A quick glance at the SERP will quickly give you an idea of competition level and potential keyword difficulty. Look at the domains you see — are there recognizable brands? As a small or new e-commerce site, you can quickly toss out any keywords that have SERPs littered with pages from Amazon, eBay, and Wal-Mart. Conversely, if you see your direct competitors ranking and no large brands, you’ve likely found a good keyword set to target. Of course, you may come across SERPs that have major brands ranking along with your competitor — if your competitor is ranking there, it means you have a shot, too!
But this is just the surface SERP silt (say that five times fast). You need to mine a bit deeper to reach the big, golden competitive nuggets.
The next step is to click through to the pages and analyze them based on a variety of factors, including (in no particular order):
If the page is lacking in any, many, or all these areas, there is a strong opportunity your page can become the better result, and rank.
You should also review how many backlinks ranking pages have, to get an idea for the range of links you need to reach to be competitive. In addition, review the number of referring domains for each ranking domain — while you’re competing on a page-to-page level in the SERP, there’s no doubt that pages on more authoritative domains will benefit from that authority.
However, if you find a page that’s ranking from a relatively unknown or new site, and it has a substantial amount of backlinks, that’s likely why it’s ranking, and earning a similar amount of links will give your page a good chance to rank as well.
Lastly, take the time to dive into your competitor’s ranking pages (if they’re there). Examine their messaging and study how they’re talking to your shared audience to identify areas where your copy is suboptimal or completely missing the mark. Remember, these pages are ranking on page one, so they must be resonating in some way.
Successful SEO requires thorough research and analysis from a variety of sources. However, much of what you need can be found in the very SERPs for which you’re trying to rank. After all, you need to understand why the pages that rank are performing if you want your pages to appear there, too.
These SERPs are full of helpful takeaways in terms of:
These golden nuggets are just there for the takin’ and you don’t need any tools other than Google and your analytical mind — well, and your metaphorical pickaxe.
Sign up for The Moz Top 10, a semimonthly mailer updating you on the top ten hottest pieces of SEO news, tips, and rad links uncovered by the Moz team. Think of it as your exclusive digest of stuff you don’t have time to hunt down but want to read!
Reblogged 1 week ago from feedproxy.google.com
For example, successful marketers will be those who invest in agile marketing strategies, Deloitte Insights says.
Please visit Marketing Land for the full article.
Reblogged 1 week ago from feeds.marketingland.com
The latest initiatives on Acquia’s Drupal and Marketing Clouds, announced at Acquia Engage.
Please visit Marketing Land for the full article.
Reblogged 1 week ago from feeds.marketingland.com
How to get SEO-friendly website pages to feel like there’s magic burbling up beneath them.
Please visit Search Engine Land for the full article.
Reblogged 1 week ago from feeds.searchengineland.com
Google now “consider passages from pages as an additional ranking factor.”
Please visit Search Engine Land for the full article.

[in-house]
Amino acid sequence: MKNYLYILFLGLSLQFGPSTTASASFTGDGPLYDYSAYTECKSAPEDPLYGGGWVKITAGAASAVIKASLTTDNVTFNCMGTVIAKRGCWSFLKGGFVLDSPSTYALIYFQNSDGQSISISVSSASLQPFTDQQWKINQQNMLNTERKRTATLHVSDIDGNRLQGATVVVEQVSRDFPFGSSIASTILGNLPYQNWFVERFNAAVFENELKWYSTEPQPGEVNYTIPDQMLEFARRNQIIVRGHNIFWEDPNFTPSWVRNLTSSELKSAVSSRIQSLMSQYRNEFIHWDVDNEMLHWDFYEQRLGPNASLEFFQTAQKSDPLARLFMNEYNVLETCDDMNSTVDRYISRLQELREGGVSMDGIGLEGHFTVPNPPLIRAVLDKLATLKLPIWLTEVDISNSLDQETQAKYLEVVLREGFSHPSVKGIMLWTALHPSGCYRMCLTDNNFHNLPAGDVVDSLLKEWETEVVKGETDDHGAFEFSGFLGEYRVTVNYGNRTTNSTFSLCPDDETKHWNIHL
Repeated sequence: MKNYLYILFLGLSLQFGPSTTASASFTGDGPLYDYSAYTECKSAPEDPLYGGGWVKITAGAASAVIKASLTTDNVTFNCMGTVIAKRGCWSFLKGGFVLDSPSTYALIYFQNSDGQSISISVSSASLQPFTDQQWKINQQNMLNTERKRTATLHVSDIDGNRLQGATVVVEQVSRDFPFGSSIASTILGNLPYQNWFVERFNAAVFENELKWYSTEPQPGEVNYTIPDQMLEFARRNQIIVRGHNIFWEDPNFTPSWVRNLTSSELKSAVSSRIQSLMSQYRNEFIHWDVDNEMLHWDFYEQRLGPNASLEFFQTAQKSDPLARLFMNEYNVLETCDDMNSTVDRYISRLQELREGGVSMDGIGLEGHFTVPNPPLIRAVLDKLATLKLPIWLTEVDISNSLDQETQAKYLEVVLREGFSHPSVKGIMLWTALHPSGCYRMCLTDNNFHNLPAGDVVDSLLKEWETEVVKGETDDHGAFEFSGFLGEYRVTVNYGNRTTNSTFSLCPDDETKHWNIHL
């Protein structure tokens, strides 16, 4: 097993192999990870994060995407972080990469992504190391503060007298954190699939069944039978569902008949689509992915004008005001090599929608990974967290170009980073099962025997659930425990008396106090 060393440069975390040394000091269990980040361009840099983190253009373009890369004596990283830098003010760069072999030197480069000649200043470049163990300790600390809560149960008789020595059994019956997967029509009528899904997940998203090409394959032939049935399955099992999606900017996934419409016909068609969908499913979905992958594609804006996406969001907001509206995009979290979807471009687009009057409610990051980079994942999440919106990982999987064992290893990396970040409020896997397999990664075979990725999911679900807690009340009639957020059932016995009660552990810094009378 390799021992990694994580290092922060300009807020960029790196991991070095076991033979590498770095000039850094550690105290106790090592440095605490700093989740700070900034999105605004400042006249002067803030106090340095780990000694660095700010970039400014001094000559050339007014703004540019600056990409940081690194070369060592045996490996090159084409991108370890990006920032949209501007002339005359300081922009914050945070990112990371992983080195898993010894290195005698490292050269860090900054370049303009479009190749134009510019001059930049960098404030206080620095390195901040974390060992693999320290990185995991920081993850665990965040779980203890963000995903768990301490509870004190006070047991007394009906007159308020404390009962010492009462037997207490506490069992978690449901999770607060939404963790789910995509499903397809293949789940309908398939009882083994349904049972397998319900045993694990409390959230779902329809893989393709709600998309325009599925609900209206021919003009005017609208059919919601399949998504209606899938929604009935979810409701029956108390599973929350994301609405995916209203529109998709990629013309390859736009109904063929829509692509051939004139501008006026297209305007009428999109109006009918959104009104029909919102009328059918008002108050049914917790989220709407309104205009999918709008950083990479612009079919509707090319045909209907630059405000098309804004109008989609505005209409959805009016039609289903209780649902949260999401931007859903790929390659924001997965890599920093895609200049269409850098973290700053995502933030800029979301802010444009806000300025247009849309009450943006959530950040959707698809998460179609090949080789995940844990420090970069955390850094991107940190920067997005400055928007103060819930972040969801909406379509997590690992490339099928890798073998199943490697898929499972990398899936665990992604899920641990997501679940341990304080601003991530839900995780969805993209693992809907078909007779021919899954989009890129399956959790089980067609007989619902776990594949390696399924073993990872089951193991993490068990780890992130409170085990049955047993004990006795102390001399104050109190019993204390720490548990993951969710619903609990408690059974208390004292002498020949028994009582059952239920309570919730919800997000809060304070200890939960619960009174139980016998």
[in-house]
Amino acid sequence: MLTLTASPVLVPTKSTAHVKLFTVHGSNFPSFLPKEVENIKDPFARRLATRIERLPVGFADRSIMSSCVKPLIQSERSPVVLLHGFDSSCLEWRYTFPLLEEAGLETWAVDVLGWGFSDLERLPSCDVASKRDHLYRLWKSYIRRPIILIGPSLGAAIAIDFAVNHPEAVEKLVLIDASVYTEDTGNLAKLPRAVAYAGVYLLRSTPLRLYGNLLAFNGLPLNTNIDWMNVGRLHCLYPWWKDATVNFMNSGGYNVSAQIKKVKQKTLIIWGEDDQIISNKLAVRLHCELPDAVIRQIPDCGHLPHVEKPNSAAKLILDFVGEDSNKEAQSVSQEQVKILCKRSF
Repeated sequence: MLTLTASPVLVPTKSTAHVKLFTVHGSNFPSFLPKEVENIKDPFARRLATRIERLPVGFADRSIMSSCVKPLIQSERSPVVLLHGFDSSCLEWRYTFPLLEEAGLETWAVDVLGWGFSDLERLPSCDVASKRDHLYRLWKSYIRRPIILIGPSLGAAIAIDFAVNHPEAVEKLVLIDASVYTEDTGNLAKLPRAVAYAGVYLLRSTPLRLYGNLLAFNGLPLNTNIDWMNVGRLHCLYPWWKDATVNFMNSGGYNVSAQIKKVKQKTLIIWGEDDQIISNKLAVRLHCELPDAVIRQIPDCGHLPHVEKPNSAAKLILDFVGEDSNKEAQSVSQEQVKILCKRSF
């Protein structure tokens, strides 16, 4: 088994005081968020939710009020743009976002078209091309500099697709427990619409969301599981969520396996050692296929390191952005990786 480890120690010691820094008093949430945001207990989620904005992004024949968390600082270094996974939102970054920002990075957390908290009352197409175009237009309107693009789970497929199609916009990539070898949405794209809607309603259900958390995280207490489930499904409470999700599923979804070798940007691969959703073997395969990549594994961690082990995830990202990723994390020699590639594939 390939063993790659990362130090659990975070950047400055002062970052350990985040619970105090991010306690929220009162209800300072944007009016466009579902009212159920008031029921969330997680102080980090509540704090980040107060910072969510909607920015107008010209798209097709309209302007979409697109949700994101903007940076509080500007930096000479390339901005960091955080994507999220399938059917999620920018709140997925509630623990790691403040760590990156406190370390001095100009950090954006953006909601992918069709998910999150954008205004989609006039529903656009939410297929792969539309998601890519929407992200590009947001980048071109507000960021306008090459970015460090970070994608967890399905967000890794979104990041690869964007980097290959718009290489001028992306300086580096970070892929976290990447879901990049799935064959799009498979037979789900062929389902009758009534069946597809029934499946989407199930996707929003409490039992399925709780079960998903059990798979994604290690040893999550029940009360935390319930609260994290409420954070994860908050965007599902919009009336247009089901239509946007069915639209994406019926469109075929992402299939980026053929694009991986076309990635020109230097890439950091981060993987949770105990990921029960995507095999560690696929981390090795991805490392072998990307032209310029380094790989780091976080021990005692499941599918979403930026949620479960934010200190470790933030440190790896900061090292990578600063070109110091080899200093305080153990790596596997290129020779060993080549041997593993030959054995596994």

Reblogged 1 week ago from feeds.searchengineland.com
Content is still one of the best ways to engage consumers. Create meaningful content, and you offer like-minded customers more reason to get involved and invested with your brand. Whether information is coming from peers, family, or brands, people like the feeling of being understood. That’s what meaningful content does. It makes the individual feel seen and heard.
Besides, nearly half of all consumers engage with copious amounts of content before arriving at a purchase decision. This is the perfect opportunity to persuade with a compelling, useful read and move the ultimate choice in your favor. It may also help position your brand as a trusted source, which has benefits of its own. Individuals will be five times more likely to look to you for information prior to a purchase, giving you yet another opportunity to persuade.
The question then is, how do you go about crafting a meaningful piece of content?
It all comes down to one two-syllable word: passion. Personal passion makes all the difference in the creation of meaningful content. It brings deeper insights into an intended audience. You already know what that community likes, engages with, and finds compelling. If you’ve spent a life immersed in a given subject, you know these people on an intimate level.
I’m a car guy. Anybody who knows me knows that. Working for an automobile client now, I’m able to incorporate my wealth of industry knowledge into the work — and get a little return on the years of magazine subscriptions. It’s allowed me to tap into not only my passion for cars but my understanding of the people who own and love them.
Take an SUV, for instance. One buyer’s interest stems from a desire to go off-roading regularly, while another may only use it to go to the mall. Other than the obvious, what’s the meaningful difference between the two? Where might their interests coincide? How can you speak to both effectively? My passion affords me a better understanding of how to write to either one of these customers, helping to craft more compelling and engaging content.
Using a passion to inform content is straightforward, but instilling this idea throughout a team can take some time. There’s a comfort level that varies from one person to the next. But there are few steps to make the process easier, and it goes something like this:
Integrating your passions into your work can certainly have a positive impact on your job performance. I can attest to that. It simply comes through in the work — and, best of all, consumers can feel it. When customers understand that the people behind the brand are passionate about the products, it sets an expectation: You can trust us to deliver quality goods. In fact, studies show that communicating passion in your advertising influences everything from purchase behaviors to brand attitudes. Look for the opportunities in the workplace to best utilize your passions. Ask to take part in that work.